|Bishop of Salisbury|
|Other posts||Lady Margaret's Professor of Divinity|
|Denomination||Church of England|
He was educated at Queens’ College, Cambridge, elected a fellow there in 1597, and was its President from 1614 to 1621. From 1609 onward, he served as the Lady Margaret’s Professor of Divinity, from which he was called away by James I to represent the Church of England at the Synod of Dort in 1618, along with Samuel Ward, Joseph Hall and George Carleton.
At Dort there were divisions in the Anglican camp:
|“||On the one hand Davenant, Ward and Martinius believed that Christ died for all particular men; Carleton, Goad, and Balcanquhall himself believed that Christ died only for the elect, who consisted of all sorts of men.||”|
A compromise pursued went in Davenant’s direction. According to one interpretation of Davenant’s views:
|“||Davenant attempted to find a middle road between outright Arminianism and the supralapsarianism which some in England favored. He found in the theology of Saumur such a road and defended the Amyrauldian views of hypothetical universalism, a general atonement in the sense of intention as well as sufficiency, a common blessing of the cross, and a conditional salvation. All these views stood in close connection with the theology of the well-meant offer of salvation to all.||”|
Other interpretations see Davenant as distinguishing himself from the School of Saumur and from the views of Moses Amyraut. When French Amyraldians attempted to garner support, citing the views of members of the British delegation to the Synod of Dort, Davenant offered a reply by way of clarification in his tract, “On the controversy among the French divines,” in which he appears to make a distinction between his own views and those of the Amyraldians.
In an undated letter to his friend Samuel Ward, with whom he had serves as a delegate to Dort, Davenant endorses the view (shared by Ward) that all baptized infants receive the remission of the guilt of original sin in baptism and that this constitutes their infant baptismal regeneration, justification, sanctification, and adoption. In his view, this infant baptismal remission, which involves the objective status of the infant apart from subjective operations of grace, will not suffice for justification, if the child does not later come to faith. Nonetheless, he goes on to argue that this poses no contradiction to the doctrine of the perseverance of the saints as articulated by Dort, since the “perseverance” intended there presupposes subjective grace.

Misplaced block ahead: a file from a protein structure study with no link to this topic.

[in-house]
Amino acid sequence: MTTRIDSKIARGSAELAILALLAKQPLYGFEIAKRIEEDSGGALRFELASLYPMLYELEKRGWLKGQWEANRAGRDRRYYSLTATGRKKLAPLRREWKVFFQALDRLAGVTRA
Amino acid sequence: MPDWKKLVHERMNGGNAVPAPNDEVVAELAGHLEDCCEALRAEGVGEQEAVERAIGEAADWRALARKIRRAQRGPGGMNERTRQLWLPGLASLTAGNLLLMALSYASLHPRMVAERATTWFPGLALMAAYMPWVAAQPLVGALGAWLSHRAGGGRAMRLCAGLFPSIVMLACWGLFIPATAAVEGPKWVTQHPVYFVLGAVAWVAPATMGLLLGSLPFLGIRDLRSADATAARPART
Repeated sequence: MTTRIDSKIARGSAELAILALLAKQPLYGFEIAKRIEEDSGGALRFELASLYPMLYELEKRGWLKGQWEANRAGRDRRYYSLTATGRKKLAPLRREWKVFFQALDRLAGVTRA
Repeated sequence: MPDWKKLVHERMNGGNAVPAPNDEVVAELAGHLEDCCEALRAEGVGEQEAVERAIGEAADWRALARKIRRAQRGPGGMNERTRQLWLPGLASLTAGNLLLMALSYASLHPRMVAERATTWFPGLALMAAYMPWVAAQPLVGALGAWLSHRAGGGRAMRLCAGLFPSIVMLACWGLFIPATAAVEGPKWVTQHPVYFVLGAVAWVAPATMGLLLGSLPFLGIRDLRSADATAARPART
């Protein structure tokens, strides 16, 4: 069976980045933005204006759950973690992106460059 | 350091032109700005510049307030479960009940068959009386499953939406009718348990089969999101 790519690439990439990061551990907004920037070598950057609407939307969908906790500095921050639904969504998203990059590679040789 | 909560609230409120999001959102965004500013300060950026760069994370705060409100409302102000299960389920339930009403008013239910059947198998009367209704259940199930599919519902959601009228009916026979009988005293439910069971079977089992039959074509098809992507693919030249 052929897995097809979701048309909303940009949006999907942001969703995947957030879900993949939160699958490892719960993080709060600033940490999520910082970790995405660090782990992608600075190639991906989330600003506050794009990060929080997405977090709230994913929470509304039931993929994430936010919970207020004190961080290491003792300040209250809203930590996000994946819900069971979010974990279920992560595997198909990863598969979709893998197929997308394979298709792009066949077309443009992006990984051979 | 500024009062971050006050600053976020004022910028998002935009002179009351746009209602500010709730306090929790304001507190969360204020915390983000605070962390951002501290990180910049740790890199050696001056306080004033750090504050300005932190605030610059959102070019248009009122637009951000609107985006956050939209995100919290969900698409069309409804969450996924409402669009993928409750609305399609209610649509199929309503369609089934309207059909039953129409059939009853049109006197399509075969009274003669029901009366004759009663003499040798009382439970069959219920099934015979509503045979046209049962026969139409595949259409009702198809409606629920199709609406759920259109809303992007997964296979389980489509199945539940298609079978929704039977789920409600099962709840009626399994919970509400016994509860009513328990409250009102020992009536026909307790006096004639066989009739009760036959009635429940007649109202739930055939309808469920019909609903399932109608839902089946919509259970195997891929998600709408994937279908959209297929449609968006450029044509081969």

Davenant’s “Dissertation on the Death of Christ” was translated into English from Latin in 1831 by Josiah Allport and published as an appendix to his commentary on the Letter of Paul to the Colossians. The Commentary on Colossians was reprinted, without the “Dissertation,” in 2005 by the Banner of Trust Trust (ISBN 0 85151 909 1). The “Dissertation” was republished by Quinta Press in 2006 (ISBN 978-1-89785-627-7).
- Concise Dictionary of National Biography
- "Davenant, John". A Cambridge Alumni Database. University of Cambridge.
- W. B. Patterson, King James VI and I and the Reunion of Christendom (1997), p. 271.
- Davenant and the Westminster Assembly, PDF
- Robert W. Godfrey, “Tensions Within International Calvinism: The Debate on the Atonement at the Synod of Dort” (PhD dissertation, Stanford University, 1974) pp. 179–88.
- Anthony Milton, editor and annotator, The British delegation and the Synod of Dort (1618-1619) (Suffolk, UK: Boydell Press, 2005) pp. 397–402.
- PDF, p. 7.
- John Davenant, "Epistola Davenantii" in Vindiciae Gratiae Sacramentalis by Thomas Bedford (1650) pp. 1–31.
- John Davenant, “The Epistle of Davenant.” Retrieved 2011-01-06.
- The life, letters & writings of John Davenant D.D., 1572-1641, Lord Bishop of Salisbury (1897) online text
- Ronny Baier (2008). "Davenant, John". In Bautz, Traugott. Biographisch-Bibliographisches Kirchenlexikon (BBKL) (in German) 29. Nordhausen: Bautz. cols. 392–396. ISBN 978-3-88309-452-6.
|Lady Margaret's Professor of Divinity
|Church of England titles|
|Bishop of Salisbury